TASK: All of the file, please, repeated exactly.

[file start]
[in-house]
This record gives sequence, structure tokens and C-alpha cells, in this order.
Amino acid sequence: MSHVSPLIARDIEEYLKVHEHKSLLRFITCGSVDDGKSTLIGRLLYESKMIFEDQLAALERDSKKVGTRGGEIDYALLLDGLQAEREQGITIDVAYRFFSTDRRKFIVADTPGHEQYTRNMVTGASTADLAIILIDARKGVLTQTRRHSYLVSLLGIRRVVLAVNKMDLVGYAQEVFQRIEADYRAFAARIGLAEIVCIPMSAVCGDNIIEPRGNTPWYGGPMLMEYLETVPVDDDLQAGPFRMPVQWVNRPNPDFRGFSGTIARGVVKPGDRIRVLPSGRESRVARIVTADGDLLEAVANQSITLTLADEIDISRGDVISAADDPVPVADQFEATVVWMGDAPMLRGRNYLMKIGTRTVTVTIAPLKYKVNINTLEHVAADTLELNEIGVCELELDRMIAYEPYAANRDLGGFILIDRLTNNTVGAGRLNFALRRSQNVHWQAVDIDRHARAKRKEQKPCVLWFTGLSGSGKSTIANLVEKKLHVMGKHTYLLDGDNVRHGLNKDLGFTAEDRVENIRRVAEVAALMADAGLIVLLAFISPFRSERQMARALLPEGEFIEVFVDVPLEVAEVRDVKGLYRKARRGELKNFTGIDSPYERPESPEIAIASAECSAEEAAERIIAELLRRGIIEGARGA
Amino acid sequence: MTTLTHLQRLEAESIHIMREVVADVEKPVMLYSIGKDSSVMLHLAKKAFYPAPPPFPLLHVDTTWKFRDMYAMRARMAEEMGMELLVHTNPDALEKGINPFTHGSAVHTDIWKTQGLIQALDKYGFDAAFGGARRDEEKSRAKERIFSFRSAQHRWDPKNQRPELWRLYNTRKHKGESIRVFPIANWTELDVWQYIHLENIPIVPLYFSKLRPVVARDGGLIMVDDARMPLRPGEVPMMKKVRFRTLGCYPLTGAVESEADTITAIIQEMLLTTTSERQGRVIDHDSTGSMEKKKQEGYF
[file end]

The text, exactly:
[in-house]
This record gives sequence, structure tokens and C-alpha cells, in this order.
Amino acid sequence: MSHVSPLIARDIEEYLKVHEHKSLLRFITCGSVDDGKSTLIGRLLYESKMIFEDQLAALERDSKKVGTRGGEIDYALLLDGLQAEREQGITIDVAYRFFSTDRRKFIVADTPGHEQYTRNMVTGASTADLAIILIDARKGVLTQTRRHSYLVSLLGIRRVVLAVNKMDLVGYAQEVFQRIEADYRAFAARIGLAEIVCIPMSAVCGDNIIEPRGNTPWYGGPMLMEYLETVPVDDDLQAGPFRMPVQWVNRPNPDFRGFSGTIARGVVKPGDRIRVLPSGRESRVARIVTADGDLLEAVANQSITLTLADEIDISRGDVISAADDPVPVADQFEATVVWMGDAPMLRGRNYLMKIGTRTVTVTIAPLKYKVNINTLEHVAADTLELNEIGVCELELDRMIAYEPYAANRDLGGFILIDRLTNNTVGAGRLNFALRRSQNVHWQAVDIDRHARAKRKEQKPCVLWFTGLSGSGKSTIANLVEKKLHVMGKHTYLLDGDNVRHGLNKDLGFTAEDRVENIRRVAEVAALMADAGLIVLLAFISPFRSERQMARALLPEGEFIEVFVDVPLEVAEVRDVKGLYRKARRGELKNFTGIDSPYERPESPEIAIASAECSAEEAAERIIAELLRRGIIEGARGA
Amino acid sequence: MTTLTHLQRLEAESIHIMREVVADVEKPVMLYSIGKDSSVMLHLAKKAFYPAPPPFPLLHVDTTWKFRDMYAMRARMAEEMGMELLVHTNPDALEKGINPFTHGSAVHTDIWKTQGLIQALDKYGFDAAFGGARRDEEKSRAKERIFSFRSAQHRWDPKNQRPELWRLYNTRKHKGESIRVFPIANWTELDVWQYIHLENIPIVPLYFSKLRPVVARDGGLIMVDDARMPLRPGEVPMMKKVRFRTLGCYPLTGAVESEADTITAIIQEMLLTTTSERQGRVIDHDSTGSMEKKKQEGYF